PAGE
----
Tuesday, August 29, 2006
Monday, August 28, 2006
I got into an interesting email discussion about social navigation with AOIR people on the email list.
Saturday, August 26, 2006
Sony's latest Digital Rights Management (DRM)-endeavour earned a charge of “fraud, false advertising, trespass and the violation of state and federal statutes prohibiting malware, and unauthorized computer tampering”. The technology installs, unnoticed by the user, a piece of software that prevents consumers from unauthorised copying, is able to monitor and report user behaviour back to the firm and, accidentally, holds the door wide open for Trojans. Under other circumstances one would be tempted to describe such a strategy a hostile “spy at-tack”. In case of Sony BMG, this seems to be part of a business model to sell digital music to consumers. The talk will have a closer look at the charges of the EFF and a Californian lawyer against Sony BMG‚s latest DRM strategy. The Sony BMG case adds a number of interesting new dimensions to the ‘DRM and Consumer' debate. The talk will explain why the case is so important, also against the background of similar recent case law in Europe, and why it points into an entirely new direction of talking about DRM.
About the Speaker: Natali Helberger is Associate Professor at the Institute for Information Law, University of Amsterdam. Dr. Helberger is managing legal partner to the INDICARE project. INDICARE (Informed Dialogue about Consumer Acceptability of Rights Management Solutions in Europe) is a project co-funded by the European Commission. The objective of INDICARE is to address issues regarding consumer acceptability of digital rights management solutions; identify obstacles and suggest solutions. At the moment, she is a visiting scholar at the University of California, Berkeley.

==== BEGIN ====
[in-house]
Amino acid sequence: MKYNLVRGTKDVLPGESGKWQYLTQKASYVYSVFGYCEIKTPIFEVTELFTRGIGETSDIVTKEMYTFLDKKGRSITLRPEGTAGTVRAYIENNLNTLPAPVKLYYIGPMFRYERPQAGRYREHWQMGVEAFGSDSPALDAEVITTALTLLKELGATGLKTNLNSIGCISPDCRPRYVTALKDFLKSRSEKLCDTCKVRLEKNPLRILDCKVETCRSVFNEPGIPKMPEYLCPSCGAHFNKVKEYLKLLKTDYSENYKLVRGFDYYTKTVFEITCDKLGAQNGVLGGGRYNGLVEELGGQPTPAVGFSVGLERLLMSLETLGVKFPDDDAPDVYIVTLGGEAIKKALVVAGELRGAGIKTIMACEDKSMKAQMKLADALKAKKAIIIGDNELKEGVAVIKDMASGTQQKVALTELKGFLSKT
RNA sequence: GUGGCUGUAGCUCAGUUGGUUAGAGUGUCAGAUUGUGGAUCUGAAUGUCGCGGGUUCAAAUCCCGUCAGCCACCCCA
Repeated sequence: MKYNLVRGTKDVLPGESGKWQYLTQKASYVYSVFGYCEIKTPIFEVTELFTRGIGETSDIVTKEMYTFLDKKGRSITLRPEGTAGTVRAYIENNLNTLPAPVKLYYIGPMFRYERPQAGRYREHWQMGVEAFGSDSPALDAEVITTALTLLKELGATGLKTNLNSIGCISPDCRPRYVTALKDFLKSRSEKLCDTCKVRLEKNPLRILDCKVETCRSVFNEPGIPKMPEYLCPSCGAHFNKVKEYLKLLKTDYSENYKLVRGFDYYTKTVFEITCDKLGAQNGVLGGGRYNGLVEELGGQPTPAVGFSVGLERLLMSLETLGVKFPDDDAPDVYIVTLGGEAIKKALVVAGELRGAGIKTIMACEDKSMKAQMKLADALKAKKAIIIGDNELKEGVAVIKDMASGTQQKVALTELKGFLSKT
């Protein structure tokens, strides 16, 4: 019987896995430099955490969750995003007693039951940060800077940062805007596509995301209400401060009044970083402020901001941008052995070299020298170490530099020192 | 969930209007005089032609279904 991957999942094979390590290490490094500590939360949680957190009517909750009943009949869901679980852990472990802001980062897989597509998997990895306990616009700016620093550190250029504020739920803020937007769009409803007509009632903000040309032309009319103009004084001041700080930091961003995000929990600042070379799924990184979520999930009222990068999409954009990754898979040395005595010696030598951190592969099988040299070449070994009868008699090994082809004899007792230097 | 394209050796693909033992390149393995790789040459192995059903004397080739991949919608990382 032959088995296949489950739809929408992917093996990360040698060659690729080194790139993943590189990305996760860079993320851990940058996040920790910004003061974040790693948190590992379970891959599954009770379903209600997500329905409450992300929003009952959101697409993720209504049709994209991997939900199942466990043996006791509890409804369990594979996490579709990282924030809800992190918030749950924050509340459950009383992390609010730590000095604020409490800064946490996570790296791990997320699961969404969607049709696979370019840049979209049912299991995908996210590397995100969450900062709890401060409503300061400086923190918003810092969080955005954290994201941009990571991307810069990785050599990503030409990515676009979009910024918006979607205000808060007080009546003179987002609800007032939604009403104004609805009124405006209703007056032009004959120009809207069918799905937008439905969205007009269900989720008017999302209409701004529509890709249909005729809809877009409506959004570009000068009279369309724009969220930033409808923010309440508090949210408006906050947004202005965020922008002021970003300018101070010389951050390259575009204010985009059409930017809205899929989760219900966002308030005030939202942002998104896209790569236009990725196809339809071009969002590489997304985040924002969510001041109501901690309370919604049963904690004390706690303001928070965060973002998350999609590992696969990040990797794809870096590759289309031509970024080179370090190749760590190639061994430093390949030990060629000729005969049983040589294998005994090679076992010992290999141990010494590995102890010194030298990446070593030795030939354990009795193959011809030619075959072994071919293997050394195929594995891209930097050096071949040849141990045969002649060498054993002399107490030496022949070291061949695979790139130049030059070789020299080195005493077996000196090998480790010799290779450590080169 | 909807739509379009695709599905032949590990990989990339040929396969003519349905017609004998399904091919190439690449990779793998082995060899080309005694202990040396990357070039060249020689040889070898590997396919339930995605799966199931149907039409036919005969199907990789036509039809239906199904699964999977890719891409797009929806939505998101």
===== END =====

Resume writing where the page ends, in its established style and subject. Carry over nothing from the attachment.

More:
Sunday, August 20, 2006
Saturday, August 19, 2006
Friday, August 18, 2006
I did some LaTeX learning and typesetting after I figured iWeb would not be good enough for the web site project. On the eMac I copied and pasted into TeXShop an old Open Office file made on my old Thinkpad and presently stored on my eMac. I then opened it using the local network between my machines in TeXShop on my Macbook. The file is a list of all the exercises and solutions I have done from the textbook for my introduction to probability course I studied in 1999. I created this file in 2003 to really learn probability and possibly help me repeat the course with better marks. As I have set the goal of having worked through and read the second chapter of two probability books by Sunday next weekend, I thought I should get working on this study as I have done nothing other than pull the books out of their shelves to date. After opening the file as a tex file I began to write proper LaTeX code for the content. I did figure out an elegant solution to equation numbering using the exercise numbering for the answers as equation numbering. I did not really do any solutions though I just converted what I had done in 2003 to laTeX.